four, five, six, seven, eight, nine. So that was why I called
the 0th pile on top. Then there was one, two, three,
four, five, six, seven, eight, nine in the first pile. And the bottom one– one, two,
three, four, five, six, seven, eight, nine, that was
the second pile. And as it turns out your one
was the king of hearts. That ended up being the
10th card down. Because you said at the very
beginning your favorite number is 10, and your king of
hearts ended up there. And so now when you think about
it these top three from the final pile– because this is
the very last top, middle, and bottom pile– that top one came from the
previous top pile. That was the previous 0th pile,
that was the previous middle pile, that was the
previous bottom pile. That was the previous
top, middle, bottom. Top, middle, bottom. And so actually if you
watch it you can see how that happens. Because I’ve picked them up
from the second time. I’ve got the top, the middle,
and the bottom packets. Each are nine cards, I’ve
put them together. I deal out the next three piles,
and the first three come from that top
pack of nine. And then the next three come
from that top pack of nine, and then the next three from
the same top pack of nine. So that’s why over here the
top three come from the previous top 0th pile. The next three of each one come
from the middle pile. So that’s the first three off
the middle, next three off the middle, next three
off the middle. And I’ve got nine left, that was
the previous bottom pile. That’s why now I get three from
the bottom, three from the bottom, three
from the bottom. So they end up going
down like that. And if you get some cards and
you start playing around with this, within the final ordering
it turns out from the very, very first time you put
them together this is the top, the middle, the bottom. The top, the middle,
the bottom. The top, the middle,
the bottom. And don’t lose too much sleep
over exactly why this happens. If you get a pack of cards
and deal it, you’ll start to see why. And what you end up here is this
is the ordering from the first time we dealt
the cards out. That’s the ordering from the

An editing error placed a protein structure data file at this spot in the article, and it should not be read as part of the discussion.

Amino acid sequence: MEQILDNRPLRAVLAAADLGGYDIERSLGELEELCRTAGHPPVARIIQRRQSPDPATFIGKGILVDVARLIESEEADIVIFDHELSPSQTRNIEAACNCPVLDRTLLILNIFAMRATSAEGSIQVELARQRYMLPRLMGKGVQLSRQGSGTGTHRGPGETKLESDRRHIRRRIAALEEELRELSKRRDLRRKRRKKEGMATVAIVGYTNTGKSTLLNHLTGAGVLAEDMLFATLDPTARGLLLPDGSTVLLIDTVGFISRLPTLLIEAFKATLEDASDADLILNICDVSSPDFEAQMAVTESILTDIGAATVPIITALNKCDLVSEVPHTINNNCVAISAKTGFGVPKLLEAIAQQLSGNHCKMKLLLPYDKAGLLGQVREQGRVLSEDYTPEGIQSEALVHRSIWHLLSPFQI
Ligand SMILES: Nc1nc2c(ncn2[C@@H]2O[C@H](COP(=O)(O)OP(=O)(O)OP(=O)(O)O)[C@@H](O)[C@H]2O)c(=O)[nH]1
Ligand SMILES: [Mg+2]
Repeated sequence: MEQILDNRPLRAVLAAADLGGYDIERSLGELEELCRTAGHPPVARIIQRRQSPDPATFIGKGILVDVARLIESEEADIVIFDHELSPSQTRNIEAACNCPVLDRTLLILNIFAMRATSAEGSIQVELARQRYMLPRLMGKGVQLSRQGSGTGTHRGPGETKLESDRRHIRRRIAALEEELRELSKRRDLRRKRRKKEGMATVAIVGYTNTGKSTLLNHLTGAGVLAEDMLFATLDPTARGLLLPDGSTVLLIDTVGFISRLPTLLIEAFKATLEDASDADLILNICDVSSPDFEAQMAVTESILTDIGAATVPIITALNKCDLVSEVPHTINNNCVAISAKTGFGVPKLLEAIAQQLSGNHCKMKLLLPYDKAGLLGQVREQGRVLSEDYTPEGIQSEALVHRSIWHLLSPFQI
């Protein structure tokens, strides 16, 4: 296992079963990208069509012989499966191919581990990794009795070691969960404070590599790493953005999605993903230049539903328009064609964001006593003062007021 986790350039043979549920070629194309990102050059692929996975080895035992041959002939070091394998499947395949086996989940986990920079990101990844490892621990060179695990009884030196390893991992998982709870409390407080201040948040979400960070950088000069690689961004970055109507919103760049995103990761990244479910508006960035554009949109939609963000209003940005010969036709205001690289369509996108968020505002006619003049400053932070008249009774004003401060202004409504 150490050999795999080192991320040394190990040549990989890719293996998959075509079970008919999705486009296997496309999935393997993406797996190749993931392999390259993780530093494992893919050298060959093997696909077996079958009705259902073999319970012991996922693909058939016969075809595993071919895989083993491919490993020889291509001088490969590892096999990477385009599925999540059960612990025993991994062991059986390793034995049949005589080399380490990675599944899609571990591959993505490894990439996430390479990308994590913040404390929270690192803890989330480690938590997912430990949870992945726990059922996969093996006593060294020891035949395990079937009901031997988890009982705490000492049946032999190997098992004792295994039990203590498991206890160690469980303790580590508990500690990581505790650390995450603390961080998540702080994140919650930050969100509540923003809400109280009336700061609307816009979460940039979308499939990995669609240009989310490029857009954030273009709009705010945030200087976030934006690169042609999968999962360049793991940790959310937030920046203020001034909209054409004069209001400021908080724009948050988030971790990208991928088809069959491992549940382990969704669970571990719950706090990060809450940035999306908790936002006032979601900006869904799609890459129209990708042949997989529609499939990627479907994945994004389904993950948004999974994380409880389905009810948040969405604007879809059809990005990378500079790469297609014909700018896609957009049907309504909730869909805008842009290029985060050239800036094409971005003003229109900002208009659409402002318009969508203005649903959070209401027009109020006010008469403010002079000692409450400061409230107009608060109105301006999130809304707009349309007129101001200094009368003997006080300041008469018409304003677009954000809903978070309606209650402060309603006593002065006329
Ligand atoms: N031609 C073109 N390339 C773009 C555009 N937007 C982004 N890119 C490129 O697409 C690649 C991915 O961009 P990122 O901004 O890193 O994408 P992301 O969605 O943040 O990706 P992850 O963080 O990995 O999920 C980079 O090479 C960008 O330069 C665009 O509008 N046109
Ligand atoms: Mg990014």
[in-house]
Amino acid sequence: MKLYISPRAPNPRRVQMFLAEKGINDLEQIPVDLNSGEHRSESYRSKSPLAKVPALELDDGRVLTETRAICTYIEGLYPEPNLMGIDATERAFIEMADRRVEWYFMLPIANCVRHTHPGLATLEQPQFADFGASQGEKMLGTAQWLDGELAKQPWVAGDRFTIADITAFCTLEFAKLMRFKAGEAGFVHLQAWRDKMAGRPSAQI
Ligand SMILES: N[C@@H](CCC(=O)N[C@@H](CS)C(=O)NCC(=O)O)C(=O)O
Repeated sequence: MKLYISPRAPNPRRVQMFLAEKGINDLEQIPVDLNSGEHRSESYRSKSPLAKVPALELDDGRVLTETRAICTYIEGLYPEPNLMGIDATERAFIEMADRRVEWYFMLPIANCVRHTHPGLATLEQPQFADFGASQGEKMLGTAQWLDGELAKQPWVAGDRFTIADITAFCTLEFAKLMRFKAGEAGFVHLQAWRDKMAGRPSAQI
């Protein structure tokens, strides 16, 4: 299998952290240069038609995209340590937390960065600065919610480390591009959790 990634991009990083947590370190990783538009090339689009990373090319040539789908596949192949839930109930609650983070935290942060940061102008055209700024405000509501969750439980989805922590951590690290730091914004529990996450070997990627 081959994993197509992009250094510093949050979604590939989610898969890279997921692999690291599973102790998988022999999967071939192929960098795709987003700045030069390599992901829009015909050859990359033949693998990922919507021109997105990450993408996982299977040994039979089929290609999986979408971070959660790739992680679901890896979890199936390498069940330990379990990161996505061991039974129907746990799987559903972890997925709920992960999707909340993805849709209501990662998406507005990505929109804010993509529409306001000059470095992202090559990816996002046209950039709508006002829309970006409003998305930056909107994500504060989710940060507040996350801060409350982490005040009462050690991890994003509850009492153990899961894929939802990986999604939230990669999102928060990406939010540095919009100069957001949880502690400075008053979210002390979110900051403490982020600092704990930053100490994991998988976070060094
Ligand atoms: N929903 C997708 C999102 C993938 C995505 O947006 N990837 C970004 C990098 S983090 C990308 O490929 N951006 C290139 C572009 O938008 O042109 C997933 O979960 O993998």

second time we dealt the cards out, and that’s the ordering
from the third time we dealt the cards out. And to get it here at 10th,
I can see that to get this position here it’s
the 0th 0 first. Or top, top, middle. And so each time Brady pointed
to where his card was the first time I put that pile back
on top, the second time I put that pile back on top, The
third time I put that pile in the middle. The first time I put that
pile back on top. The second time I put that
pile back on top. The third time I put that
pile in the middle. In fact, Brady, do you want to
pick a different number? BRADY: So say I told you my
favorite number was 13, what would you have done? MATT: OK so 13, I need to put
12 cards on top of that, and 12 is one 9, one 3,
and no units. So I’m going to put
that on the top, the middle, the middle. 13 is, nine, 10, 11, 12, 13. Yeah see? 0, top, middle, middle. But the way I work it
out is I’m actually working it out in base-3. Because this whole trick uses
base-3 ternary numbers, which I think are absolutely
amazing. And the first time you put the
piles back together you’re doing the units column of
your base-3 number. The next time you put them back
together you doing 3’s column, and then the last time
you’re doing the 9’s column. And so when you give me your
number I work out that number in base-3, and then that
tells me how to put the piles back together. OK so now we’re going to redo
the very first trick I did in almost slow motion, in annotated
mode if you will. And so you had a look at one
card, and then I started dealing these. And then I talked to you about
your favorite number, and you said 10. You’re looking for the king of
hearts, and I’m thinking how am I going to get that
king of hearts? Well I don’t know
what card it is. How’m I going to get
whatever the card is to the 10th position? And 10, nine goes
into that once. And so I want to get
nine cards on top. So I actually have to put it in
the top, the top, and then the middle. So has the king of
hearts gone past? Where was it? BRADY: It was there. MATT: OK so I now know it has
to go top, top, middle. So when I pick them up from left
to right– these two I don’t care about– that can be
bottom, that can be middle. The king of hearts is in this
one, so it has to go on top. Which means it’s going to
be one of the first nine to get dealt out. And so it’s going to be either
the top card of the next piles, or the second card of